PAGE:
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More seeding

March 17, 2009


These babies are ready to move off the heat mat, and make room for the next round of seeding.

However with snow on the ground, the chickadees love to sneak in the green house and snack on the tender leaves.  So on the sunny days when the cover is off the flats, I protect the newly sprouted plants with the deer netting that we have come to love.

I use the 200 cell flats for my tomatoes, peppers, and fine seeds like celery, celeriac and some herbs.  It seems too cold to be thinking of tomatoes and peppers but I usually start them the second weekend in March, so I’ll follow the calendar on this – since I’m providing artificial heat and un-natural conditions with the greenhouse.

We still are having snow and freezing weather, so the newly sown seeds get the heat mat and the seedlings from two weeks ago move over.  The seedlings are tender, so they get a plastic cover on cool days and nights.

All tucked in – the makeshift cover acts as a mini greenhouse and provides a little warmth for the flats that aren’t on the heat mat.

Gee, how do you like the look of my new “low” tunnel??  I’m thinking we won’t totally dismantle the greenhouses until after the growing season.  A quick reality check while pricing replacement parts, gives you a whole new outlook :(It seems the sky is the limit as far as the local greenhouse suppliers are concerned.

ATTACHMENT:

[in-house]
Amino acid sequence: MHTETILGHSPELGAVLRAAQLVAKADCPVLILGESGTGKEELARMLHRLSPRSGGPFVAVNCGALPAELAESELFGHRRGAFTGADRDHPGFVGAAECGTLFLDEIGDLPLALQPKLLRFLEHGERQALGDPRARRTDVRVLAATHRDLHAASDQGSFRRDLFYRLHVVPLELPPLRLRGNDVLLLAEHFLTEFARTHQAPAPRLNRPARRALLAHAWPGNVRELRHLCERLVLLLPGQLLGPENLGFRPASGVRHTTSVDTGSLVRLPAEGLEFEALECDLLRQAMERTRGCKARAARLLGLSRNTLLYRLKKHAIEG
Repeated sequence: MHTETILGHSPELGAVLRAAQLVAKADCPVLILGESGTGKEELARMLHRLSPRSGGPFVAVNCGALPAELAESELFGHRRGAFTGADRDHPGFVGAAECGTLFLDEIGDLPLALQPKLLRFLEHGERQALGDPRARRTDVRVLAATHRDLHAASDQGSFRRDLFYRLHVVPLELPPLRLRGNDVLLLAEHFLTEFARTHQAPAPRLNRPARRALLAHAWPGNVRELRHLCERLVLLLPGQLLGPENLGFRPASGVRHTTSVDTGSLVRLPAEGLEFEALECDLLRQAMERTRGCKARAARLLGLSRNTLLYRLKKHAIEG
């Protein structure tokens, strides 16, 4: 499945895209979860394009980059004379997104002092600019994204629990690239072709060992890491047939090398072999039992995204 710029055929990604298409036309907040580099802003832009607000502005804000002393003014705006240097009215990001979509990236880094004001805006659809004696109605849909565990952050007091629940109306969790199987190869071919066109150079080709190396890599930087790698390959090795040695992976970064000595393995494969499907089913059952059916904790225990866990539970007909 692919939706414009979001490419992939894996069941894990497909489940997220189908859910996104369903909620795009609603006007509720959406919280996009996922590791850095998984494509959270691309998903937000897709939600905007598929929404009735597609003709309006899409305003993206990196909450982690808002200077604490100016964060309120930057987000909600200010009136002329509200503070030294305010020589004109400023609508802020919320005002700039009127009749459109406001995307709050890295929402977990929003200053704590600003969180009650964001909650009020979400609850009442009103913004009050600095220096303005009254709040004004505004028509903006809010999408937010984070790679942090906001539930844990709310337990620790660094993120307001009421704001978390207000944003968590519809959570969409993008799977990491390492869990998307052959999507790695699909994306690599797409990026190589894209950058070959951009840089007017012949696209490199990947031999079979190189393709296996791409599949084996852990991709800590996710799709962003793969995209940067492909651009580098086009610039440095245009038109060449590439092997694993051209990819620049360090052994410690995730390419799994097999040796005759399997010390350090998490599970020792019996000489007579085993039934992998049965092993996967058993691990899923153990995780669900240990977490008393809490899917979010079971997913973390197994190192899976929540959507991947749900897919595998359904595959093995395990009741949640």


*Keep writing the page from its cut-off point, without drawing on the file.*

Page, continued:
Attitude adjustment here.  I’m working on stopping my greenhouse whining.  I should feel fortunate, I have more usable space undercover to grow in, than some people have available for their entire gardens.  So we’ll just have to find a way to make this work.  And with the covers off and pipes removed, I will have two great, already fenced, deer proof garden spots!  Just not what I had pictured last year at this time… .

Speaking of seeding, I will be teaching several gardening classes in Portland at Lost Arts Kitchen at the end of March and mid-April.  Here is how to sign up if you are in my area.
I had the pleasure of dining with Chris and her family last week for lunch and she served a killer borscht made from lacto-fermented beets accompanied by some of her beautiful homemade bread.  I tire of cooking, and a delicious home cooked meal prepared by Chris was  a delight.  I can see why her cooking classes are so popular!

14 Comments leave one →
  1. March 17, 2009 12:52 am

    It is such a relief to see the pics of your seeds – my lettuce/greens are in the same state and I have been so worried they are going to keep growing straight and skinny without filling out. But seeing an experienced gardener with similar seed starts makes me feel like they will be okay. Your undercover looks very helpful for the plants/starts – do you have to clamp/attach it down in any way?

  2. March 17, 2009 3:14 am

    I surely wish we lived closer. I have a 20 by 90 greenhouse sitting unused that I would like to sell you very reasonably. I have Lupus which sunlight makes worse and there is a LOT of light in a greenhouse. I hate to see it sit unused and I hate not being able to garden the way I used to. Maybe I can rig enough lighting that I can garden at night. My neighbors will really think I’m crazy then.